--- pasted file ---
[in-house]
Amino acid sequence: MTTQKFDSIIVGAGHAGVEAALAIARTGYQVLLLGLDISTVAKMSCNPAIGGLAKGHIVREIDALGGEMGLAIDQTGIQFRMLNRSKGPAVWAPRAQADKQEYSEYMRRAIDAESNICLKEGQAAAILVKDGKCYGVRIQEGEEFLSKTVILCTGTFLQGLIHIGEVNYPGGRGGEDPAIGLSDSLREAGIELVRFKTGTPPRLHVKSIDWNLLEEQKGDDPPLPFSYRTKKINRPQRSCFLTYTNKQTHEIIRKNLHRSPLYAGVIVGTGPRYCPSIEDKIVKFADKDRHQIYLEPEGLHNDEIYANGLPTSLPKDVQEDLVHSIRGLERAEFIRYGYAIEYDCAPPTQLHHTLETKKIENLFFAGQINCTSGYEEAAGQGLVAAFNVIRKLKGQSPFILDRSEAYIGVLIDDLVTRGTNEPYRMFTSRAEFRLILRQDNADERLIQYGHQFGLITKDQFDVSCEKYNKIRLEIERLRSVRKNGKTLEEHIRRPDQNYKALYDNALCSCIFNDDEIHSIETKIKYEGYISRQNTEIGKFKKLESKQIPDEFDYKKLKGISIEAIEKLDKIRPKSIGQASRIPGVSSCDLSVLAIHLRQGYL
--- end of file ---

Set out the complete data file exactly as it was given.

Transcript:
[in-house]
Amino acid sequence: MTTQKFDSIIVGAGHAGVEAALAIARTGYQVLLLGLDISTVAKMSCNPAIGGLAKGHIVREIDALGGEMGLAIDQTGIQFRMLNRSKGPAVWAPRAQADKQEYSEYMRRAIDAESNICLKEGQAAAILVKDGKCYGVRIQEGEEFLSKTVILCTGTFLQGLIHIGEVNYPGGRGGEDPAIGLSDSLREAGIELVRFKTGTPPRLHVKSIDWNLLEEQKGDDPPLPFSYRTKKINRPQRSCFLTYTNKQTHEIIRKNLHRSPLYAGVIVGTGPRYCPSIEDKIVKFADKDRHQIYLEPEGLHNDEIYANGLPTSLPKDVQEDLVHSIRGLERAEFIRYGYAIEYDCAPPTQLHHTLETKKIENLFFAGQINCTSGYEEAAGQGLVAAFNVIRKLKGQSPFILDRSEAYIGVLIDDLVTRGTNEPYRMFTSRAEFRLILRQDNADERLIQYGHQFGLITKDQFDVSCEKYNKIRLEIERLRSVRKNGKTLEEHIRRPDQNYKALYDNALCSCIFNDDEIHSIETKIKYEGYISRQNTEIGKFKKLESKQIPDEFDYKKLKGISIEAIEKLDKIRPKSIGQASRIPGVSSCDLSVLAIHLRQGYL